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Nutrition Affects Hormone Negative Disease: An Overview

In her blog, Breast Cancer Information, Kim Dalzell, a doctor of holistic nutrition and registered dietitian,  offers insight into fighting hormone ngative breast cancer. Some of the points she makes:

Women who scored high on Harvard University’s Alternate Healthy Eating Index had a lower risk of estrogen receptor negative breast cancer. The guidelines for this index: a daily intake of 9 servings of fruits and veggies, 7 or more grams of dietary fiber, 30-40 percent less saturated fat than polyunsaturated fats, less than 3 grams of trans fats and consuming 1 ounce of nuts. (February 2006, Journal of Nutrition.)

Women whose diets were deficient in folate, a B vitamin, had an increased estrogen receptor negative breast cancer risk. Folate-rich foods include: fruits like cherries, oranges and strawberries, beans and peas, and dark, green leafy veggies. (August 2005, Cancer Epidemiology Biomarkers and Prevention.)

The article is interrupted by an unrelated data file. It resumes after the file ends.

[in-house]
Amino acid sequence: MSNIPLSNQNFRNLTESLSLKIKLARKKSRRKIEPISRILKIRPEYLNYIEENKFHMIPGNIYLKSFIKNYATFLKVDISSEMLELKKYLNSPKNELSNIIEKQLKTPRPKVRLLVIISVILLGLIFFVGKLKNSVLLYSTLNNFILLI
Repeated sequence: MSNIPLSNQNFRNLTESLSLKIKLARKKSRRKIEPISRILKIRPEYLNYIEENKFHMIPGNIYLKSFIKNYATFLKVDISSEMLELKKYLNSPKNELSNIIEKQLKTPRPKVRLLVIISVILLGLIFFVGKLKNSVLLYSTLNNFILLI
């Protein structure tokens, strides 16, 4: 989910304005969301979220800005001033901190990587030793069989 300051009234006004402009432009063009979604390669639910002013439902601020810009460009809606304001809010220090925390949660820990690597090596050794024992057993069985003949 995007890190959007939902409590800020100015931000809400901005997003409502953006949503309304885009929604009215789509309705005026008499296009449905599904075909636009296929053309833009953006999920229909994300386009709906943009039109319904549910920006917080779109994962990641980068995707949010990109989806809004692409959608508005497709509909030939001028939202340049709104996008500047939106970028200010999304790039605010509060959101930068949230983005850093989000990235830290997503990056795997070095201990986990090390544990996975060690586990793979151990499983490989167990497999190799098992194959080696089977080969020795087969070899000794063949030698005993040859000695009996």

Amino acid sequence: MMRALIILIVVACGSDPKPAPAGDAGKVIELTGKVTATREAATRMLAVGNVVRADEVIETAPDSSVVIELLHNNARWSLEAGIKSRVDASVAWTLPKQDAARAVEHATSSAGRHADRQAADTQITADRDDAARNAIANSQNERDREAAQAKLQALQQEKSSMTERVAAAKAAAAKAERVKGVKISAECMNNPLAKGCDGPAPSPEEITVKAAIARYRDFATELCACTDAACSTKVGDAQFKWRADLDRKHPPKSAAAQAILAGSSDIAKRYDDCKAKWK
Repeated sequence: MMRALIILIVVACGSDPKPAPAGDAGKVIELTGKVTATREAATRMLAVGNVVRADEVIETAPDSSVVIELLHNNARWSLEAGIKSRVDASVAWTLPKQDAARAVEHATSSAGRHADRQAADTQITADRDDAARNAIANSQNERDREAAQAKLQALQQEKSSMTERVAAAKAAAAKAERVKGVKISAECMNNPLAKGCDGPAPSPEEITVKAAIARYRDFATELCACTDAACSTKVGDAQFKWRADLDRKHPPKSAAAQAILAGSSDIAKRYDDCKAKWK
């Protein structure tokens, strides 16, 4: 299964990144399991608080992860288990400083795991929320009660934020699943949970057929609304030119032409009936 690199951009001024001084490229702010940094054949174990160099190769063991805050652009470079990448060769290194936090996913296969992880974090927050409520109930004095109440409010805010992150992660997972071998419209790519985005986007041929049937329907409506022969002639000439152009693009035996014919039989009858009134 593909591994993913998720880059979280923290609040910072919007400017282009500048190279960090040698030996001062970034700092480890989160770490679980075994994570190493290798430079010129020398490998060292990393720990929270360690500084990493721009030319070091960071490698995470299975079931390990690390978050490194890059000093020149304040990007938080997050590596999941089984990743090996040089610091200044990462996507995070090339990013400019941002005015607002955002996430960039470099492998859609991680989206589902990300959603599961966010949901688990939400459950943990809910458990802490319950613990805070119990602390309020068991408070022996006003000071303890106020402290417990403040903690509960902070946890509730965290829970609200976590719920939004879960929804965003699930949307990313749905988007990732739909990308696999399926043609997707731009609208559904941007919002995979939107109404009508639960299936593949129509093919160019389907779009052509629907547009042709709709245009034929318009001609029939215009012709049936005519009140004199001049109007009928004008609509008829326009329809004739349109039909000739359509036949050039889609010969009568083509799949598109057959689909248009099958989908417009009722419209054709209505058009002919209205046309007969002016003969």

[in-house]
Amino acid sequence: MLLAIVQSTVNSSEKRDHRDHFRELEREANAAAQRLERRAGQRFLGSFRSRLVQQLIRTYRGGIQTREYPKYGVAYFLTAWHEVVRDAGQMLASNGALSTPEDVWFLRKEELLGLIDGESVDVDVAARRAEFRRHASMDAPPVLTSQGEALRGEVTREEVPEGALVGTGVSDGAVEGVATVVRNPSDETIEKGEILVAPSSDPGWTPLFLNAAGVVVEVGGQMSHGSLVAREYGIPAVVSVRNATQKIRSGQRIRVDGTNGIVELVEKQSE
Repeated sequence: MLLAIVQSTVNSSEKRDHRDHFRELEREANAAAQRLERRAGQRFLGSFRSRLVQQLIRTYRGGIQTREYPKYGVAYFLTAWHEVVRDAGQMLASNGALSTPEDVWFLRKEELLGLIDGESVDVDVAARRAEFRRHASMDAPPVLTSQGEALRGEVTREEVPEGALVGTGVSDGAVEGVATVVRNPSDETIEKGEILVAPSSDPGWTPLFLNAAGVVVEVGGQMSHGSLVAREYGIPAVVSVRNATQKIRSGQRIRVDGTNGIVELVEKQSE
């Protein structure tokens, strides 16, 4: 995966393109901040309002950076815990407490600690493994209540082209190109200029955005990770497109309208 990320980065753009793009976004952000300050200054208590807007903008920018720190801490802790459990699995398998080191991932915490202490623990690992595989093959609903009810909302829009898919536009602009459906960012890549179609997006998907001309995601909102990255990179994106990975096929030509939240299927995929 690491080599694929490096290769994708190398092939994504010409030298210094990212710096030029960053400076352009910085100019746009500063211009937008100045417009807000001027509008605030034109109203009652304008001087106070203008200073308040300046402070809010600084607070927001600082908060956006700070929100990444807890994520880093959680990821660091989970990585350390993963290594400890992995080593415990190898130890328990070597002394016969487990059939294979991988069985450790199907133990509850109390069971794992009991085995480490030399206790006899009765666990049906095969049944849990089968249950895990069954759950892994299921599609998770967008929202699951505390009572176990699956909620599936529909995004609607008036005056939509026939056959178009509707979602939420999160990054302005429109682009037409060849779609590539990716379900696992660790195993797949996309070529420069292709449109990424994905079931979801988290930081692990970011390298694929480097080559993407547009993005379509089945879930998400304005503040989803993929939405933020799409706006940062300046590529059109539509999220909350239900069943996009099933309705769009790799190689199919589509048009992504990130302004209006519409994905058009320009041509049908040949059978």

Alcohol robs the body of folate and other B vitamins, so it’s prudent to enjoy alcohol only occasionally, if at all. (August 2005, Cancer Epidemiology Biomarkers and Prevention.)

High intakes of linoleic acid were associated with more than a 300 percent greater risk of estrogen receptor negative disease than estrogen receptor positive disease. Linoleic acids are found in polyunsaturated fats like cottonseed, soybean, and corn oil as well as vegetable-based margarines. (The University of Texas MD Anderson Cancer Center research.)

Among premenopausal women, there was a reduced risk of both estrogen receptor negative and estrogen positive breast cancer for those women who consumed the highest lignan intake. Lignans are found in flaxseed, and to a lesser degree in sesame seeds and kale. (Breast Cancer Research Treatment journal, October 2006.)

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